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UPDATE 2-Microsoft pulls plug on Kin phones

 * Cancels plans to sell Kin phones in Europe this Fall
 * Kin staffers to be combined with Windows Phone 7 team
 (Adds analyst comments, background, byline)
 SAN FRANCISCO, June 30 (Reuters) - Microsoft Corp  MSFT.O
has pulled the plug on a new generation of smartphones less
than three months after unveiling the devices that were part of
its efforts to catch-up with Apple Inc  AAPL.O and Google Inc
 GOOG.O in the fast-growing mobile market.
 Microsoft said on Wednesday it had canceled plans to sell
its "Kin" phones in Europe this Fall. The company added the
internal team working on the Kin phones would be combined with
the group working on Microsoft's forthcoming Windows Phone 7
software.
 "We will continue to work with Verizon in the U.S. to sell
current Kin phones," Microsoft said in an emailed statement.
 The move underscores the challenges facing Microsoft, whose
software is used on the vast majority of the world's PCs, as it
strives to adapt to consumers' growing taste for handheld
Internet-connected gadgets like smartphones.
 In April, Microsoft said it was shelving an internal
project to develop a tablet PC similar to Apple's iPad.
 Last month, Microsoft reorganized its mobile phone and
video game division, announcing that longtime Microsoft
executive Robbie Bach would retire and that the senior vice
presidents in charge of phones and games would report directly
to Chief Executive Steve Ballmer.
 Ballmer is "looking at the (mobile) business, seeing what's
making money, what makes sense to do going forward," said Matt
Rosoff, an analyst with Directions on Microsoft.
 The Kin phones represented software giant Microsoft's first
foray into designing its own phones. The two Kin models
featured built-in Internet social networking functionality as
well as Microsoft's Zune digital music player and were aimed at
savvy young phone users.
 Microsoft began selling the Kin phones with Verizon
Wireless in May. Verizon Wireless, the largest U.S. wireless
operator, is a joint venture of Verizon Communications VZ.N
and Vodafone Group Plc VOD.L.
 But Rosoff said the phones lacked certain key smartphone
functions, such as the ability to install software
applications, yet had wireless data service plans that were
priced comparably to more full-featured devices like Apple's
iPhone.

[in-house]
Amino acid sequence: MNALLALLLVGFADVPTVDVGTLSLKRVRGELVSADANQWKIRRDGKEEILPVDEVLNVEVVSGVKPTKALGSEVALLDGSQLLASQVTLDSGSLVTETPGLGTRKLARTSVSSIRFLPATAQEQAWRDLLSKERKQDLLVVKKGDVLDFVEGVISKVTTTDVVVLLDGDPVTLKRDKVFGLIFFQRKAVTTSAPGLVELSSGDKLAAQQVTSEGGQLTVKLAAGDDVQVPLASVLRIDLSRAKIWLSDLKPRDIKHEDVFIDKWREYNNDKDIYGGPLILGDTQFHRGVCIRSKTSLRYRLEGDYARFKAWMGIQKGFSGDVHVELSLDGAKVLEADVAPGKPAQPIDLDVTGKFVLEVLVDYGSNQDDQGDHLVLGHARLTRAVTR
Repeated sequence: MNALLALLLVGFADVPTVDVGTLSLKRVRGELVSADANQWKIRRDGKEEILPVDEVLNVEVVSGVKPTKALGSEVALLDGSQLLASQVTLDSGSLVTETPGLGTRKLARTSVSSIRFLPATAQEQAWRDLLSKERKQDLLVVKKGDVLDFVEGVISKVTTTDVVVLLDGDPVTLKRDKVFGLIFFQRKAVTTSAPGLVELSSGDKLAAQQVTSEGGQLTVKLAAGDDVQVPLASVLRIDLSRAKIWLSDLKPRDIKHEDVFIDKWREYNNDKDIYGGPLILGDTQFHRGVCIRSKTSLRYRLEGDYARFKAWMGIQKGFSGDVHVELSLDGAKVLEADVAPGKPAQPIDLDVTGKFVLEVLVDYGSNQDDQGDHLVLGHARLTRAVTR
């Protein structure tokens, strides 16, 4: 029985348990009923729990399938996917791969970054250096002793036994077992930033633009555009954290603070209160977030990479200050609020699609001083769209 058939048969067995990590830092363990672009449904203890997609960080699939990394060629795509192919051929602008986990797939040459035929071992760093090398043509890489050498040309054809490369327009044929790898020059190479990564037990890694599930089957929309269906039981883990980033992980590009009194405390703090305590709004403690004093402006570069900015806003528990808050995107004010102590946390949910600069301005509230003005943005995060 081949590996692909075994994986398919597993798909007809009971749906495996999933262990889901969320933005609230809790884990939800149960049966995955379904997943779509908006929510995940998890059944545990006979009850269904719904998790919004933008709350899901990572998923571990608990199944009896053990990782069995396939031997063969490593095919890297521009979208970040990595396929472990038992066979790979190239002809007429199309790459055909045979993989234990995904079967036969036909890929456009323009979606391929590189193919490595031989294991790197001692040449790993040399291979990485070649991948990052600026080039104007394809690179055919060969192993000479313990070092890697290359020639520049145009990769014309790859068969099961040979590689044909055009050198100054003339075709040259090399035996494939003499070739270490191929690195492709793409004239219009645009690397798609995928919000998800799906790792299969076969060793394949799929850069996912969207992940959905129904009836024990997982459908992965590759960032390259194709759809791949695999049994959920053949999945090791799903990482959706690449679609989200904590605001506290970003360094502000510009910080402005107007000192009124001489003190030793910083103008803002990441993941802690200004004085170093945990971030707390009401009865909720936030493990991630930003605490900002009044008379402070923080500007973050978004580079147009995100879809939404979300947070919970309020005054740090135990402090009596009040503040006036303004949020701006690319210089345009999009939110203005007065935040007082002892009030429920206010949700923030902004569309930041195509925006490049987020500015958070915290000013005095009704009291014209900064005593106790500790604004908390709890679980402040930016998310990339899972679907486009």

The Kin was also based on a special Microsoft software
called Windows Phone OS, even as Microsoft prepared to release
the new Windows Phone 7 mobile operating system. Smartphones
running Windows Phone 7 are expected to be available this
holiday season.
 "Windows Phone 7 is the real mobile strategy," said Rosoff.
"The fact that it (the Kin) was ever released in the first
place was a mistake. When they went with Phone 7, they should
have quietly killed this project."
 Verizon Wireless spokeswoman Brenda Raney said that the Kin
remains an important part of the company's "portfolio."
 The smartphone market is exploding. According to research
group Gartner, global sales rose nearly 50 percent in the first
quarter.
 Microsoft had a 6.8 percent share of the global market for
smartphone operating systems in the first quarter of 2010,
according to Gartner. Google's Android had 9.6 percent, Apple's
iPhone had 15.4 percent, while Blackberry-maker Research in
Motion had a 15.4 percent share and Nokia's Symbian software
had a 44.3 percent share.
 RBC Capital Markets analyst Robert Breza said that the
battle to win the smartphone market is still in its early
stages.
 "With their vast amount of resources, I would never want to
count out Microsoft," he said. "They can acquire their way into
it. They can approach it in a different strategy."
 Shares of Microsoft were up 61 cents, or 2.7 percent, at
$23.62 in extended trading on Wednesday.
  (Reporting by Alexei Oreskovic with additional reporting by
Sinead Carew; Editing by Sofina Mirza-Reid, Bernard Orr)


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